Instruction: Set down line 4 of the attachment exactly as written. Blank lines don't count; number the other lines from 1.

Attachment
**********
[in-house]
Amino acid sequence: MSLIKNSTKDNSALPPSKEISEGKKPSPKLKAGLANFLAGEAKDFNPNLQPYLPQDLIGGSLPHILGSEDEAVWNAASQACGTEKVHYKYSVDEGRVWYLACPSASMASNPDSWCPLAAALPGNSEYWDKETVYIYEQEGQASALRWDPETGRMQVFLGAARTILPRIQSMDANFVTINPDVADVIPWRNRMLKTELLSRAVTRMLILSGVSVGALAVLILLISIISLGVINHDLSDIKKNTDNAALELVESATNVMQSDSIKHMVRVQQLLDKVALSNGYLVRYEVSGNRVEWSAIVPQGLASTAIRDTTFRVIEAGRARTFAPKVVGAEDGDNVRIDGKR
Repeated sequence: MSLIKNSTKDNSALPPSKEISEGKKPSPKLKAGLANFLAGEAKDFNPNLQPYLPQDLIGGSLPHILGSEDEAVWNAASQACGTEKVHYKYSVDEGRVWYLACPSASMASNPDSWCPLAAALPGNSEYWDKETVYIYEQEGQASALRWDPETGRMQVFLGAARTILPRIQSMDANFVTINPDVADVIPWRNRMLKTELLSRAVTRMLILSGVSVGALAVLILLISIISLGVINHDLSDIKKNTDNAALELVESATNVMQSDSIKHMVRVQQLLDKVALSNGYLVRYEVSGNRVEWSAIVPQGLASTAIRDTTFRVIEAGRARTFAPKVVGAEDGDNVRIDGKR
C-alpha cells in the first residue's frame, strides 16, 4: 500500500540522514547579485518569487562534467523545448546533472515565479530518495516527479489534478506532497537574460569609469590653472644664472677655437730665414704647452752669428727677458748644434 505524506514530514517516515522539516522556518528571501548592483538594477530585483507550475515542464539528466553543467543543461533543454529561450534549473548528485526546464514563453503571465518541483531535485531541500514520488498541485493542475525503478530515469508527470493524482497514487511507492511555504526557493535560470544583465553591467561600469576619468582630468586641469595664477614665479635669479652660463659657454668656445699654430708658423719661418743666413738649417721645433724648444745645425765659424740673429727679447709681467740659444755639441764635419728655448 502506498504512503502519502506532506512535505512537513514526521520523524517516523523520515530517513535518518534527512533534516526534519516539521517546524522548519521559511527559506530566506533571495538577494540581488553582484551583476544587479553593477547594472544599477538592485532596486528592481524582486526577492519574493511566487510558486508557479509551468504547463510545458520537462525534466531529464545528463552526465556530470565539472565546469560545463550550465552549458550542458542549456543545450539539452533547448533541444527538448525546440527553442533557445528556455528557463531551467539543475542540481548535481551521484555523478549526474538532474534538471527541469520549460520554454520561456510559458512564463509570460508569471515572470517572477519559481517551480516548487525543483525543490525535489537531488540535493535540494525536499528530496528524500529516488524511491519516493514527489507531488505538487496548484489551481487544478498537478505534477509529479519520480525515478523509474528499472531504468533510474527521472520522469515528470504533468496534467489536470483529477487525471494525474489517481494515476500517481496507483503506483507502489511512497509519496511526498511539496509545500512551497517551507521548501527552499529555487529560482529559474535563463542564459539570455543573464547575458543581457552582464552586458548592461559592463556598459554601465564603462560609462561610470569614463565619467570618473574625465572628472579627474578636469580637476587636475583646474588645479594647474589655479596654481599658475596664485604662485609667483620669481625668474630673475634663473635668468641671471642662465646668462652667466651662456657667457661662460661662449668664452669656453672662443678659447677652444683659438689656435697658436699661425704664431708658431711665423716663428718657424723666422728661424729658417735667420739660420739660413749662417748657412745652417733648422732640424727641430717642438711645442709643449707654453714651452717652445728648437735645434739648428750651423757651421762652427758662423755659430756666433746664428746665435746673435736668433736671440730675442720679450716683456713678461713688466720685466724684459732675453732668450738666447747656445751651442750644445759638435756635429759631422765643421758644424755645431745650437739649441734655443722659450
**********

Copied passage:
C-alpha cells in the first residue's frame, strides 16, 4: 500500500540522514547579485518569487562534467523545448546533472515565479530518495516527479489534478506532497537574460569609469590653472644664472677655437730665414704647452752669428727677458748644434 505524506514530514517516515522539516522556518528571501548592483538594477530585483507550475515542464539528466553543467543543461533543454529561450534549473548528485526546464514563453503571465518541483531535485531541500514520488498541485493542475525503478530515469508527470493524482497514487511507492511555504526557493535560470544583465553591467561600469576619468582630468586641469595664477614665479635669479652660463659657454668656445699654430708658423719661418743666413738649417721645433724648444745645425765659424740673429727679447709681467740659444755639441764635419728655448 502506498504512503502519502506532506512535505512537513514526521520523524517516523523520515530517513535518518534527512533534516526534519516539521517546524522548519521559511527559506530566506533571495538577494540581488553582484551583476544587479553593477547594472544599477538592485532596486528592481524582486526577492519574493511566487510558486508557479509551468504547463510545458520537462525534466531529464545528463552526465556530470565539472565546469560545463550550465552549458550542458542549456543545450539539452533547448533541444527538448525546440527553442533557445528556455528557463531551467539543475542540481548535481551521484555523478549526474538532474534538471527541469520549460520554454520561456510559458512564463509570460508569471515572470517572477519559481517551480516548487525543483525543490525535489537531488540535493535540494525536499528530496528524500529516488524511491519516493514527489507531488505538487496548484489551481487544478498537478505534477509529479519520480525515478523509474528499472531504468533510474527521472520522469515528470504533468496534467489536470483529477487525471494525474489517481494515476500517481496507483503506483507502489511512497509519496511526498511539496509545500512551497517551507521548501527552499529555487529560482529559474535563463542564459539570455543573464547575458543581457552582464552586458548592461559592463556598459554601465564603462560609462561610470569614463565619467570618473574625465572628472579627474578636469580637476587636475583646474588645479594647474589655479596654481599658475596664485604662485609667483620669481625668474630673475634663473635668468641671471642662465646668462652667466651662456657667457661662460661662449668664452669656453672662443678659447677652444683659438689656435697658436699661425704664431708658431711665423716663428718657424723666422728661424729658417735667420739660420739660413749662417748657412745652417733648422732640424727641430717642438711645442709643449707654453714651452717652445728648437735645434739648428750651423757651421762652427758662423755659430756666433746664428746665435746673435736668433736671440730675442720679450716683456713678461713688466720685466724684459732675453732668450738666447747656445751651442750644445759638435756635429759631422765643421758644424755645431745650437739649441734655443722659450